We channel our inner Mark Twain today (with help from economist Roger Marks) as we review the press release of March 11th from those supporting the oil tax initiative, highlighting “the things they know that just ain’t so”
What they know? “The current tax law , SB 21, hurts Alaska most when the price of oil drops. Currently Alaska gives an $8 per revenue barrel credit, or $1.1 billion per year, for oil produced from Alaska’s three largest and most profitable oil fields Prudhoe Bay, Kuparuk and Colville River.”
It just ain’t so…Under SB 21, at current oil prices, the per barrel credit isn’t used in the tax calculation. SB 21 is a higher of a)net calculation or b)gross calculation. The gross calculation is higher until prices get to about $65/bbl and is obviously in force now.
What they know? “”When oil prices drop, the current tax law under SB21 makes an already bad situation even worse. As the pie gets smaller when oil prices drop, our slice of the pie gets even smaller yet because of SB 21.”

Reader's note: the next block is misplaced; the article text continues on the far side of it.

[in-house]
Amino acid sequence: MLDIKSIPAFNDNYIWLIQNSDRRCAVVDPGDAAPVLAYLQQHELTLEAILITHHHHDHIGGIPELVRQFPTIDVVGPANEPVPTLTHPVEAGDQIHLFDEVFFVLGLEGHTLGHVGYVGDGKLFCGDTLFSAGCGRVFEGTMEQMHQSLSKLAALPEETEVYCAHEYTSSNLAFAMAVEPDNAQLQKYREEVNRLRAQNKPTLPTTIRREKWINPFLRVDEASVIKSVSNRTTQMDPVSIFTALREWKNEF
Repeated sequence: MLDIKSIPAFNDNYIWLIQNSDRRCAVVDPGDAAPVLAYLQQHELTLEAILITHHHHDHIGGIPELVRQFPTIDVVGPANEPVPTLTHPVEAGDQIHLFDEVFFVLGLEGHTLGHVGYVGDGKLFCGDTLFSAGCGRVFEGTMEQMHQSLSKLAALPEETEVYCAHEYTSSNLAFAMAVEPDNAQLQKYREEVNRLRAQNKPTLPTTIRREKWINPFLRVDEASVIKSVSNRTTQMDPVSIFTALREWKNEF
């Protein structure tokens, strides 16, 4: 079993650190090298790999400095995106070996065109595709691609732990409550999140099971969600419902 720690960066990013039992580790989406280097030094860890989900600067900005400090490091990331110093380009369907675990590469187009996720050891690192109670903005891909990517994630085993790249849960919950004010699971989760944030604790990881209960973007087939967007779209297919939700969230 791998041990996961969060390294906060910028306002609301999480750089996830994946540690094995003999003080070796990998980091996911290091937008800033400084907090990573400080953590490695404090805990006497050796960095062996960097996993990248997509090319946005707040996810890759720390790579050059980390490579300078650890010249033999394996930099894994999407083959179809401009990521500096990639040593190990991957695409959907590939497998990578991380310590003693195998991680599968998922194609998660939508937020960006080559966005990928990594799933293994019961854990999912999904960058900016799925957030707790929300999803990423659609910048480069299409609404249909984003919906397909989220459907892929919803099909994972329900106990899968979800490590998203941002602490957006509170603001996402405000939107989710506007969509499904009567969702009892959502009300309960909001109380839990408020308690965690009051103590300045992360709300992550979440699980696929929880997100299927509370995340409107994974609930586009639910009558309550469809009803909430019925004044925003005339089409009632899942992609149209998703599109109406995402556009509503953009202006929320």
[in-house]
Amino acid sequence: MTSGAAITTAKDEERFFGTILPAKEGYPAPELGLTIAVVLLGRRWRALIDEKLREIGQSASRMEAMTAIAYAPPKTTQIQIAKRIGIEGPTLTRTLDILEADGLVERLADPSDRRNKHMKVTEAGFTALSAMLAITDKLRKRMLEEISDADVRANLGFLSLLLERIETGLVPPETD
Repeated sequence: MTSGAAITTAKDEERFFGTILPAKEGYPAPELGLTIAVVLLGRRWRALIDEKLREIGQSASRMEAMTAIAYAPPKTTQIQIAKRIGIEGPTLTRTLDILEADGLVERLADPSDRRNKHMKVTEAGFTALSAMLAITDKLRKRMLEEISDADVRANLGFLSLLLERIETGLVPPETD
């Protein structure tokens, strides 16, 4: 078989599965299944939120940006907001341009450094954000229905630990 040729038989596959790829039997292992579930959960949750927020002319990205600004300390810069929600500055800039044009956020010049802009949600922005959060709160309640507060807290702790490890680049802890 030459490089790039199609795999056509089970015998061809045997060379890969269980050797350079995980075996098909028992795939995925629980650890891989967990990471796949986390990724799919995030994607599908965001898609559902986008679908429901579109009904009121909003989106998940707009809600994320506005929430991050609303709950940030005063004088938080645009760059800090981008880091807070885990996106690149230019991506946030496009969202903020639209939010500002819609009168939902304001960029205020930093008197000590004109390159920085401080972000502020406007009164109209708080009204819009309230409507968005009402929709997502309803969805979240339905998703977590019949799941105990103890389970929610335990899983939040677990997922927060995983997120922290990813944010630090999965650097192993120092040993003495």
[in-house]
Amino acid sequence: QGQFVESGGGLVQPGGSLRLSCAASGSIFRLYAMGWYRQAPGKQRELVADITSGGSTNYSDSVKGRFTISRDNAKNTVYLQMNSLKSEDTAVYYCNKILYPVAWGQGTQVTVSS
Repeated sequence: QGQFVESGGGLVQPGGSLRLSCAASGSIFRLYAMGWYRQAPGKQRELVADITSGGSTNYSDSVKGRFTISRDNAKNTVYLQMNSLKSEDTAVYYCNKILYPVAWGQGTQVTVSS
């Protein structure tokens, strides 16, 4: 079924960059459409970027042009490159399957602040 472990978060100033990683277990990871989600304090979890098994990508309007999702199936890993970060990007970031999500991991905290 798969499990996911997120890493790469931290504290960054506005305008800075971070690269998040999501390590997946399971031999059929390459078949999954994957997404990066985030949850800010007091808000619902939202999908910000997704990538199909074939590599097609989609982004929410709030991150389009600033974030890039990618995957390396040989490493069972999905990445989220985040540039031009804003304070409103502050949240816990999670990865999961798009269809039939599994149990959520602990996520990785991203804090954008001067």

It just ain’t so…Oil prices have hovered around $34/bbl this week. Transportation costs are $9bbl and average production costs are $24/bbl. Net value to the companies before taxes and royalties is $1/bbl. A pretty small pie. Under SB21, the property and production taxes and royalties total $7/bbl. State taxes and royalties take up more than $100% of the pie. Seems like a pretty big slice for the state.
What they know? “Vote Yes does not believe Alaska can afford to continue taking so much downside risk of dropping oil prices while continuing to subsidize multinational companies…”
It just ain’t so…When the state makes $7 and the producers lose $4, who is taking the downside oil price risk? Hint: it isn’t the state.
If the sponsors of this tax initiative don’t understand the basic details of how the current tax law works and are misleading Alaskans with things that just ain’t so, should we trust them to craft future tax policy?